Set in current day Japan the show involves a game surrounding a select group of individuals, “Selecao”, who have been chosen to save Japan. The founder of this game believes Japan is in stagnation and needs a revolution and he has charged 11 individual with 10 billion yen and a phone that will execute any requests. The show revolves around Akira Takizawa who is one of the Selecao and Saki Morimi who is a member of a group called Eden of The East. If you want further information about the plot take a look at my previous episode summaries.
This is the kind of show that entirely appeals to my tastes, I love the mix of mystery and believable science fiction set in modern day Japan. The technology involved in this show is not as crazy as what we have seen in something like Ghost in the Shell but has more to do with the internet and applications surrounding it. Eden of the East is a group who have developed an image recognition software and utilise the public to effectively tag people and objects. It is accessible on mobile phones and puts into focus possibilities for real life application. This aspect is not a main focus but gives it some depth along with the mystery elements surrounding the premise of the show.
One of the main underlying themes is the societal problems in Japan surrounding the NEET’s. But this isn’t a show like Welcome the the NHK, it has some upbeat attitudes towards them and they are involved at various points in the series. Akira utilises the strengths of theses NEET’s as a collective to try and save Japan. Other Selecao have different ideas on how to save Japan such as missile attacks on the elderly and NEET’s. Some buckle under the pressure or the greed overtakes them with 10 billion yen to spend. The actions of the Selecao sum up the different views on the current state of the society in Japan.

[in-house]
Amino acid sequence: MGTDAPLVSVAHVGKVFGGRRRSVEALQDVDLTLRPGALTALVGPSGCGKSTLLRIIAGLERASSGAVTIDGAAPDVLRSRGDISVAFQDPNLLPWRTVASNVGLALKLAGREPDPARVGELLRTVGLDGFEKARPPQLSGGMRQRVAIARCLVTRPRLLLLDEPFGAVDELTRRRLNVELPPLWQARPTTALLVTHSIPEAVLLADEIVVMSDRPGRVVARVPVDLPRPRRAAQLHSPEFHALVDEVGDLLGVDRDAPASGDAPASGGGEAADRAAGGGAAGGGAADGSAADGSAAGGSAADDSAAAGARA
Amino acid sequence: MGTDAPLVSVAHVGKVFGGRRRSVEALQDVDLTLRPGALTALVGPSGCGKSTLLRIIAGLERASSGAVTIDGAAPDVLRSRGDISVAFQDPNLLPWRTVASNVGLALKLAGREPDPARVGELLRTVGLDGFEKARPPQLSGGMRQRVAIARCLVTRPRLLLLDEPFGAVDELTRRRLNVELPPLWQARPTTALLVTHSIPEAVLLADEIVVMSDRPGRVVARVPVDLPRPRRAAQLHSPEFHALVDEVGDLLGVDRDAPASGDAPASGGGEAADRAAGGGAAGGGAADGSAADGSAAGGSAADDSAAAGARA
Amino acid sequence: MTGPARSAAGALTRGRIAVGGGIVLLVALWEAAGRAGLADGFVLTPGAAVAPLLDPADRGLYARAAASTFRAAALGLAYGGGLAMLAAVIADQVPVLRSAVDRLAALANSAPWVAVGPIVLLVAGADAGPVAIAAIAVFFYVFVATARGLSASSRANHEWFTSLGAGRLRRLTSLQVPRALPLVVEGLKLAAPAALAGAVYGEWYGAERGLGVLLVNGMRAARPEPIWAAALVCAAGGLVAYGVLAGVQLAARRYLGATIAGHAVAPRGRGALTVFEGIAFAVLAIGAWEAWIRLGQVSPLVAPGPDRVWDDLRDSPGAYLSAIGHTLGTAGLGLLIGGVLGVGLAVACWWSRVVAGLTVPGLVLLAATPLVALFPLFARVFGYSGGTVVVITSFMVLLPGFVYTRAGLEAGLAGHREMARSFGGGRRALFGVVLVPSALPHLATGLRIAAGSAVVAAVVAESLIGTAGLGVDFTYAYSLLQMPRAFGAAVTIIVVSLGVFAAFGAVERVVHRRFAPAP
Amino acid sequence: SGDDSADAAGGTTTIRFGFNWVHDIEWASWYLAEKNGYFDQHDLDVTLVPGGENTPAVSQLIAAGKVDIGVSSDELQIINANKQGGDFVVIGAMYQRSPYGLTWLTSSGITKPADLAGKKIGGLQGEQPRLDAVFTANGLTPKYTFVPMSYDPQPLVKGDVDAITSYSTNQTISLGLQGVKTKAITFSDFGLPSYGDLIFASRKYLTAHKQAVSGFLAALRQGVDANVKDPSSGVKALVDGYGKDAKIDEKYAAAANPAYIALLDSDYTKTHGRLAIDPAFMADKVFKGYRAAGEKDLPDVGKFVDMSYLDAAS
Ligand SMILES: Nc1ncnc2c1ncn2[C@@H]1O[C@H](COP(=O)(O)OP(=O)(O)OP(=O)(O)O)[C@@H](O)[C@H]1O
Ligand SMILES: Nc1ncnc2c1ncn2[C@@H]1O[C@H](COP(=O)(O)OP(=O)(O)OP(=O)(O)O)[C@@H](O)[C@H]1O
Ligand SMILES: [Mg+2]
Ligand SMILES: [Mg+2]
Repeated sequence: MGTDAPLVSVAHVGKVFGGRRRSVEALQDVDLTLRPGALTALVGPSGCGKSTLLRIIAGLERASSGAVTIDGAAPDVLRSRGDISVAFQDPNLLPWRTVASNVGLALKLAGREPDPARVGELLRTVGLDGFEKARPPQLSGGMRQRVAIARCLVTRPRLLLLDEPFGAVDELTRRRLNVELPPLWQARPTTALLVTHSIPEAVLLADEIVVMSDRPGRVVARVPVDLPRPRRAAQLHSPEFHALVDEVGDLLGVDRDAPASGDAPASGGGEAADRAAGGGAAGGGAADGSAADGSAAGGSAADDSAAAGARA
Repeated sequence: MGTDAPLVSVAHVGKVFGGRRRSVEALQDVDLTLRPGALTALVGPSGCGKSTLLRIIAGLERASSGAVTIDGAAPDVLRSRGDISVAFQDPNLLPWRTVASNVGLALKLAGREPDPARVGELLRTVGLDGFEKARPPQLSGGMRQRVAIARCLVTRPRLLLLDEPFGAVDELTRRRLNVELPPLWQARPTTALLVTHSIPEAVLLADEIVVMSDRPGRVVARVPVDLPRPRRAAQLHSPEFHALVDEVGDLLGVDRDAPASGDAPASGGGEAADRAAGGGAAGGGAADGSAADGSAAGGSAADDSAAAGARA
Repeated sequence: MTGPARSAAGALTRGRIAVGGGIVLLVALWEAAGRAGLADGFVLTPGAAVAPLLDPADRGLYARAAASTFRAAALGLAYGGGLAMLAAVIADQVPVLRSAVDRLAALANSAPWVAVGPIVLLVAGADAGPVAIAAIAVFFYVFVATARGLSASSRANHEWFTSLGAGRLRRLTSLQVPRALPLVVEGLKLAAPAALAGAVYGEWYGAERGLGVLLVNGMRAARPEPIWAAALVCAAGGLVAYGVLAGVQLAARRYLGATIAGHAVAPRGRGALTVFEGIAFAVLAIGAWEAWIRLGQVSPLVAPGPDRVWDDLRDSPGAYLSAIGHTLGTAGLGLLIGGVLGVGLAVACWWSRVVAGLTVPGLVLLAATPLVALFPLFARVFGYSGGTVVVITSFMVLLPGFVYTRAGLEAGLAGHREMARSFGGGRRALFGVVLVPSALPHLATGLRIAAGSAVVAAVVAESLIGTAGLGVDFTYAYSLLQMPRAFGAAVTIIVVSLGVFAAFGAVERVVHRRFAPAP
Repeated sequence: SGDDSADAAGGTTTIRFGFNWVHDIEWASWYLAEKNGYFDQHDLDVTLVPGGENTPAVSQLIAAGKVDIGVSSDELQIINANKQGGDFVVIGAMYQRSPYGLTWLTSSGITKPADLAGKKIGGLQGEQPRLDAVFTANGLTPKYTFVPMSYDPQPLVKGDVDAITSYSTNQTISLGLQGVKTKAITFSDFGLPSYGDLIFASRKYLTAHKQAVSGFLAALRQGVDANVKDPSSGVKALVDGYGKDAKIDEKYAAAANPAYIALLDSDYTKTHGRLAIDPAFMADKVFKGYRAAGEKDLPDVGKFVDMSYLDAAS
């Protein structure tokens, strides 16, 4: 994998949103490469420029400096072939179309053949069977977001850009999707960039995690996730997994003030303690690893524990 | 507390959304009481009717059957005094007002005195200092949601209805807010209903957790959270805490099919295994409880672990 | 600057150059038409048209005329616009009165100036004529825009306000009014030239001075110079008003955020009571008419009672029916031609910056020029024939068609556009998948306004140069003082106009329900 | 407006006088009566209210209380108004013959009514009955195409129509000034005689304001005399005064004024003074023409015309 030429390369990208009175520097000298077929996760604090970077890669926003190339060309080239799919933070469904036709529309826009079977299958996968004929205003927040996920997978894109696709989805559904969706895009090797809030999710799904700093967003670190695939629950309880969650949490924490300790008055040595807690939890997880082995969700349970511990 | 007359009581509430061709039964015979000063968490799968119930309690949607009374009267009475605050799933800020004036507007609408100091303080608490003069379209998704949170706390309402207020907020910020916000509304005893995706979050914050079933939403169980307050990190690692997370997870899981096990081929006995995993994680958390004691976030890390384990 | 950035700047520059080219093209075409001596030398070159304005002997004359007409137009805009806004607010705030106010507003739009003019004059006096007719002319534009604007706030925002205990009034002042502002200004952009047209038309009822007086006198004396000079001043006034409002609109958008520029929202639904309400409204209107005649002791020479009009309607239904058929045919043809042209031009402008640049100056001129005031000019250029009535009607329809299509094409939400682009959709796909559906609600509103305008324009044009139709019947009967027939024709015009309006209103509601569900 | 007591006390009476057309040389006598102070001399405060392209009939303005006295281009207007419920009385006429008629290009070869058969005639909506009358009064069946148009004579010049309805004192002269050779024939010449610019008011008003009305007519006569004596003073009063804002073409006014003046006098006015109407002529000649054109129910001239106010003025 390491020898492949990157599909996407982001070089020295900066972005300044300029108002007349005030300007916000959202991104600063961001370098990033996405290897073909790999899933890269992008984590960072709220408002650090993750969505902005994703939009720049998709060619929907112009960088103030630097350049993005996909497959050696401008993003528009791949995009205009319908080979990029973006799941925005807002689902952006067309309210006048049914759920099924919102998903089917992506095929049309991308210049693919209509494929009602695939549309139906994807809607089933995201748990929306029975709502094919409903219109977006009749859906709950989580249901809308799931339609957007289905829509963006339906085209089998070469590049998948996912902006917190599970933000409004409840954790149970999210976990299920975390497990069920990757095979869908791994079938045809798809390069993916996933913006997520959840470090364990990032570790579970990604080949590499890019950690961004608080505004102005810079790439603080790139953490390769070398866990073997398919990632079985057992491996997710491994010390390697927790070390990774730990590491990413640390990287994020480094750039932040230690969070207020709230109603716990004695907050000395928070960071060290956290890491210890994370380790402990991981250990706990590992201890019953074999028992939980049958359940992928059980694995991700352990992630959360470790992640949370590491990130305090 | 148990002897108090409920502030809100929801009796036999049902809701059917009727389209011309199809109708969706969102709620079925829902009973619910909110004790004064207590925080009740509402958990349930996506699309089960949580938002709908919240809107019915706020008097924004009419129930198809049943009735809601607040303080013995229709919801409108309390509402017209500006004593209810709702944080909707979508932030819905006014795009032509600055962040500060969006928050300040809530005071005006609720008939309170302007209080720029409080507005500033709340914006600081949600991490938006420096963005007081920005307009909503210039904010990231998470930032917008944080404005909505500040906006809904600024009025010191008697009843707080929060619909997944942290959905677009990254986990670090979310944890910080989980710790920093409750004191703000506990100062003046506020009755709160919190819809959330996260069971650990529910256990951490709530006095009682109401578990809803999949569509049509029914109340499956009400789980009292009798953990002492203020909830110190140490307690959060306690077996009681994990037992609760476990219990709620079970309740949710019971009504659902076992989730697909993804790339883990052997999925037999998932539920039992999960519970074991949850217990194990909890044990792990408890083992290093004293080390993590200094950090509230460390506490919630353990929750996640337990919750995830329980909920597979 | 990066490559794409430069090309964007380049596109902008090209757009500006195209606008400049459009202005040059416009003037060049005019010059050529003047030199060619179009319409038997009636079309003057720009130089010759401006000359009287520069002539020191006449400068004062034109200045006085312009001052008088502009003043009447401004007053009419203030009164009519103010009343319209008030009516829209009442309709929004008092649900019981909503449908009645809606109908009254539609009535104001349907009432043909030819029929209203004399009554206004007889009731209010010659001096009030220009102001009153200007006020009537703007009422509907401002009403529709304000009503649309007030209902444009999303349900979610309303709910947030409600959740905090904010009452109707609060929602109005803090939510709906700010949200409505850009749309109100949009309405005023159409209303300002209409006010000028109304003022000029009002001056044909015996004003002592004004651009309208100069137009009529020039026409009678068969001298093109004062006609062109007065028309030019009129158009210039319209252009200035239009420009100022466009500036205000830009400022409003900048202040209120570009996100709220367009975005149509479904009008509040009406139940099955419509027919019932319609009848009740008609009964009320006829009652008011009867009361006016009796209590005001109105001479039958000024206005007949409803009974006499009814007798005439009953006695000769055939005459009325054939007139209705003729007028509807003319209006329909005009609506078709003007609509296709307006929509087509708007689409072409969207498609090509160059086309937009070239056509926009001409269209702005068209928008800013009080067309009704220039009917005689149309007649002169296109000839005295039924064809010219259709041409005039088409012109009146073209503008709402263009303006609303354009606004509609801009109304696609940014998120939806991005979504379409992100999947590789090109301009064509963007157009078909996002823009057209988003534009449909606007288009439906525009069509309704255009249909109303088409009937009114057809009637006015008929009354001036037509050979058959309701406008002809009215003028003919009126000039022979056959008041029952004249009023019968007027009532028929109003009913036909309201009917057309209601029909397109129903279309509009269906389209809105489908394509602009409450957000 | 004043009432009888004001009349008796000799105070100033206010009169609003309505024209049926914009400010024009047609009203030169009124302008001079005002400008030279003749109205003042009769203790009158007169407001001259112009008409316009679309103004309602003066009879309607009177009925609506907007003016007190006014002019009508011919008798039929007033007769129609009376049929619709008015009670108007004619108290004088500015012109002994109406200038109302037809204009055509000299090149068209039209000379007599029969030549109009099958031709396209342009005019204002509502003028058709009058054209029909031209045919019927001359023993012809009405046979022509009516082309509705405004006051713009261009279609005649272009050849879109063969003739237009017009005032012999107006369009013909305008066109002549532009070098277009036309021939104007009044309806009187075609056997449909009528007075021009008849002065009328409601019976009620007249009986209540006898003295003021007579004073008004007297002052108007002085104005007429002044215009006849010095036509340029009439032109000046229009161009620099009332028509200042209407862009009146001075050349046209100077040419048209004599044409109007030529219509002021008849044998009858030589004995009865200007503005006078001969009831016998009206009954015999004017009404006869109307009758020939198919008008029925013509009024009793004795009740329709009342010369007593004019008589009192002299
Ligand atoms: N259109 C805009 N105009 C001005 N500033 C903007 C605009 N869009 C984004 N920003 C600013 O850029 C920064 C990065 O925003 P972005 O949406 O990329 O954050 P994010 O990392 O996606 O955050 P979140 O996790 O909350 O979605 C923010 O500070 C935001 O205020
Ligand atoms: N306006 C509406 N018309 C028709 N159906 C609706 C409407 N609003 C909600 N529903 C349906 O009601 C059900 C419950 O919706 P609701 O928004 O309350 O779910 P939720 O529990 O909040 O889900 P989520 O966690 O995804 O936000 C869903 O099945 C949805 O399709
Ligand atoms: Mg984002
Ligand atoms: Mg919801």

Go out of your way and watch this show, there needs to be more like this.
Genre – Mystery, Science Fiction Length – 11 Episode series Year – 2009
This final episode wraps up many of the remaining mysteries and sets it up for the first movie, The King of Eden.
Akira used the NEETs as a collective workforce to evacuate people from targeted areas before the initial “careless Mondays” missile attacks. However the evacuated people were suspicious of them knowing where exactly the missiles were going to fall.
Akira deflected the blame of the attacks to himself in front of the NEETs who were then sent to Dubai to shield them from the public eye.
To prevent the upcoming missile attack Akira used this time the collective minds of NEETs to come up with solution.
Akira believing he can’t just make the public believe this latest attack attempt was the fault of terrorists makes himself King/Prince of Japan. “And just like that he became a prince, in a country with no kings”
It’s tough making a final episode for a TV series where you satisfyingly resolve enough of plot but keep it open for future development. I think Kamiyama has done as good of a job as he could with a 11 episode series (around 4 hours total), with such a short amount of time it is hard to develop characters and flesh out this alternate reality. A full series review will be up soon.